and equipment. It will take some time for all the
technologies to be perfected, equipment installed, and
systems tested before it comes fully on line. And it won’t
happen all at once – the Smart Grid is evolving, piece by
piece, over the next decade or so. Once mature, the Smart
Grid will likely bring the same kind of transformation that
the Internet has already brought to the way we live, work,
play, and learn."13
AI Is the Backbone
Analyst Sandra Ponce de Leon calls artificial intelligence (AI) "the
backbone of a true smart grid." Not surprisingly, "AI
will play the role of taking into account the millions of variables and
data points, including weather, demand, location, generation assets, etc
and proactively decide for every home where the power will come
from and how much it will cost. We don’t just need switches flipped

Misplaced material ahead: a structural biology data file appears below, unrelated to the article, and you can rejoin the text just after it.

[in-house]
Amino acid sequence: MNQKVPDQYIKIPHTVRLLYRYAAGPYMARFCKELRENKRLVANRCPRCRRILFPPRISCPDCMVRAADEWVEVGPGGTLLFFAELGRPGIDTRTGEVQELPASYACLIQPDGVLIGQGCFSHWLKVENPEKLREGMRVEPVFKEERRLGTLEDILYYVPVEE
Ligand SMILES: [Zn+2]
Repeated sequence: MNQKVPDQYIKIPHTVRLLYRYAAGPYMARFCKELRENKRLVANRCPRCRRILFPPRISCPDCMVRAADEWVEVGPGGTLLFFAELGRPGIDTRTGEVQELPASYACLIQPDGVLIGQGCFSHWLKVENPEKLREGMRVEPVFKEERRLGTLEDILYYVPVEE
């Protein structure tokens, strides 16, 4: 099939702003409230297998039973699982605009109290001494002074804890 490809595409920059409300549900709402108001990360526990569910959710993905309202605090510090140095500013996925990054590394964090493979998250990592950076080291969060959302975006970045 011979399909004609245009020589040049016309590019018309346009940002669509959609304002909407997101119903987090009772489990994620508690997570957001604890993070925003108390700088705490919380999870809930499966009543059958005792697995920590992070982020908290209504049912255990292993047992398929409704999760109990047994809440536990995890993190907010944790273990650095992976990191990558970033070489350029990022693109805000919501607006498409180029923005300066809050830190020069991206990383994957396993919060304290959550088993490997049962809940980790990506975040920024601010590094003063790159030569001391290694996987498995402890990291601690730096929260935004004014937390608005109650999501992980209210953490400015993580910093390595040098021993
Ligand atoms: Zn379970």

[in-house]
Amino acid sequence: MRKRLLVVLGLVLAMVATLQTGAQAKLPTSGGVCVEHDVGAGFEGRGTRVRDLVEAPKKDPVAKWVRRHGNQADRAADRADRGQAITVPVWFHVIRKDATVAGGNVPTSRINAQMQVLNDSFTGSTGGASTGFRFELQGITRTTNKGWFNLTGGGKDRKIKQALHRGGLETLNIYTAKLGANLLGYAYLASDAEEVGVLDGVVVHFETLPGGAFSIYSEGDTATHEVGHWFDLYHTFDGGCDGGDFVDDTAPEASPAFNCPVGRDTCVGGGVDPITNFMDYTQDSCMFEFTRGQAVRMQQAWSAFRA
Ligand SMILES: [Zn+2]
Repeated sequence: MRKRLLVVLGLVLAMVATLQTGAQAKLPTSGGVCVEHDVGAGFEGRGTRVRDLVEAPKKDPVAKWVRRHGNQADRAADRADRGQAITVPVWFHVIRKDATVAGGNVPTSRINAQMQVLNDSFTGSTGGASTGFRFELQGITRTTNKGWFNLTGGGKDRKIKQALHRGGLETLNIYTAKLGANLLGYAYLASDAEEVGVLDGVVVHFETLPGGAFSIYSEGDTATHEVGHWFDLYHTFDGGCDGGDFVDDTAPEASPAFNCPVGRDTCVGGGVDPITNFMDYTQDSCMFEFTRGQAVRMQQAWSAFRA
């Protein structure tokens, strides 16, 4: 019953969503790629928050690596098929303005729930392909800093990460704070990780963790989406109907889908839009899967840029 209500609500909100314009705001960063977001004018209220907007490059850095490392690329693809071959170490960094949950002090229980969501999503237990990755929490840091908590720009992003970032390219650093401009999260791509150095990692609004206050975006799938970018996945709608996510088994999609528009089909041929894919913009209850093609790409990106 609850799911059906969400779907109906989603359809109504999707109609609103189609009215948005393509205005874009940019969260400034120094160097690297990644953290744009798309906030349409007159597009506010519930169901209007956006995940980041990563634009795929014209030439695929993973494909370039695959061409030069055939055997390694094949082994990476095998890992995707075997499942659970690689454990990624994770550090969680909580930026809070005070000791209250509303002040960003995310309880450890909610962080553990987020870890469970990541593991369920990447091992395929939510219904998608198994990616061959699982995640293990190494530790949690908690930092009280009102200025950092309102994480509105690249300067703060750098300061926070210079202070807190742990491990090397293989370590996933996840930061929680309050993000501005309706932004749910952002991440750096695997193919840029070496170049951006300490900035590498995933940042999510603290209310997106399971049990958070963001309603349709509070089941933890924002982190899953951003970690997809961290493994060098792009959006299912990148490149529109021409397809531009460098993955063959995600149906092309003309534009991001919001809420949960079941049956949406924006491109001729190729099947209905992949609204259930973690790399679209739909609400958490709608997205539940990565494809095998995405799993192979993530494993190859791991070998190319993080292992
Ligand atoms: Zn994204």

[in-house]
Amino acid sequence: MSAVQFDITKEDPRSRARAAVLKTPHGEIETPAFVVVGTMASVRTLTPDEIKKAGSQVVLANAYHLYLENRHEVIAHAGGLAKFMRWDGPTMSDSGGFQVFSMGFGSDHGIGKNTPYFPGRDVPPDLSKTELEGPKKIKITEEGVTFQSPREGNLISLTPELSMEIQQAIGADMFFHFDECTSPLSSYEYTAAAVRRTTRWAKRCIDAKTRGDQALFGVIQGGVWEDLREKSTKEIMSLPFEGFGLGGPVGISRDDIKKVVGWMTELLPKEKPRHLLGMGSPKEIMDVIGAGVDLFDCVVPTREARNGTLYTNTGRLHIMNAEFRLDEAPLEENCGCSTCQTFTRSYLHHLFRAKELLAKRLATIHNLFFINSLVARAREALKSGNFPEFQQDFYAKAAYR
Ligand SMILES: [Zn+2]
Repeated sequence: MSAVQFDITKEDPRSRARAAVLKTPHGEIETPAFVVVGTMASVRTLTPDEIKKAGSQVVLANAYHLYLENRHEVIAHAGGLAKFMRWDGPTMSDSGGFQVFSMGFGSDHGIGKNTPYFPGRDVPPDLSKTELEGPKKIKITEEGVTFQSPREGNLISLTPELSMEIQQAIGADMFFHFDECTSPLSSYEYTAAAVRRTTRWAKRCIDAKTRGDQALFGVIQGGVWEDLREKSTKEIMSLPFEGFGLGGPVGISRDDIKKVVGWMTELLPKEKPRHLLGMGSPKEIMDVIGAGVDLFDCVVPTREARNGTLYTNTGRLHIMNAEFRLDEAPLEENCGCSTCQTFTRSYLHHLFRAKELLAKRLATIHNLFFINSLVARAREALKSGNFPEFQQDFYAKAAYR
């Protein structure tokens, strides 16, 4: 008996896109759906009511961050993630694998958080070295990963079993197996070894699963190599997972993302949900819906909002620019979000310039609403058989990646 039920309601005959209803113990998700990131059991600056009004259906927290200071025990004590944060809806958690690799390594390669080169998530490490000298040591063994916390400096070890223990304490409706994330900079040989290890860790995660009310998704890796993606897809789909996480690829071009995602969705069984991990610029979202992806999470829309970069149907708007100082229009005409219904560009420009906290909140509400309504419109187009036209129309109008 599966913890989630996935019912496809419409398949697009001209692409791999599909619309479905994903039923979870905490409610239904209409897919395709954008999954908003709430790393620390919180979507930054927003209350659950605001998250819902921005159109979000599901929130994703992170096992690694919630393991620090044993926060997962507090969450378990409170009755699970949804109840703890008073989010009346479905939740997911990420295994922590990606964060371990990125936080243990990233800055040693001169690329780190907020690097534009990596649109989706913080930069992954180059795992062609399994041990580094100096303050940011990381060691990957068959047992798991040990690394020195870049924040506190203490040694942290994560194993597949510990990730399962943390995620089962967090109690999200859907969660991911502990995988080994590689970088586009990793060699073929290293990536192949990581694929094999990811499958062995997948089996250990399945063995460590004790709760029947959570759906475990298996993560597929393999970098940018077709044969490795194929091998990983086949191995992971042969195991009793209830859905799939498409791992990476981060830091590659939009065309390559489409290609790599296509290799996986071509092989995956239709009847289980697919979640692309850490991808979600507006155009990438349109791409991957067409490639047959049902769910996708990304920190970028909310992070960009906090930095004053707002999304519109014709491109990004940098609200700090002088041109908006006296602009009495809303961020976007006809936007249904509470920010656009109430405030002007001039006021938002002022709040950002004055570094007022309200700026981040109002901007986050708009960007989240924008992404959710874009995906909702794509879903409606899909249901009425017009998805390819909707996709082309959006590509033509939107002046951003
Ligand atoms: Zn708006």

millions of times a second; we need decisions to be made. This is where
the power of AI comes in."
Josiah Nelson, Chairman and CEO of Trolysis, a renewable energy
company producing on-site, on-demand hydrogen power from aluminum and
"We’re baking in AI in nearly all
of our products. On a small scale, it helps route the aluminum fuel
between stacks in a system and adjusts based on environmental
factors to ensure constant flow of hydrogen, but as you scale up and
have 100 systems on a single site, we leverage AI to coordinate
between systems and ensure the total demanded output is balanced
effectively between each system and if there’s some sort of fault,
it can instantly be balanced between stacks within the individual
system or other systems on the site, meaning even if 25 percent of the
systems failed all at once, the remaining stacks will increase their
output to offset and the customer would never feel it.
"The simple fact is that AI adds huge value from both resiliency and
tremendous results from AI implementation in our technology, so one can
only imagine the impact it will have at grid-scale."14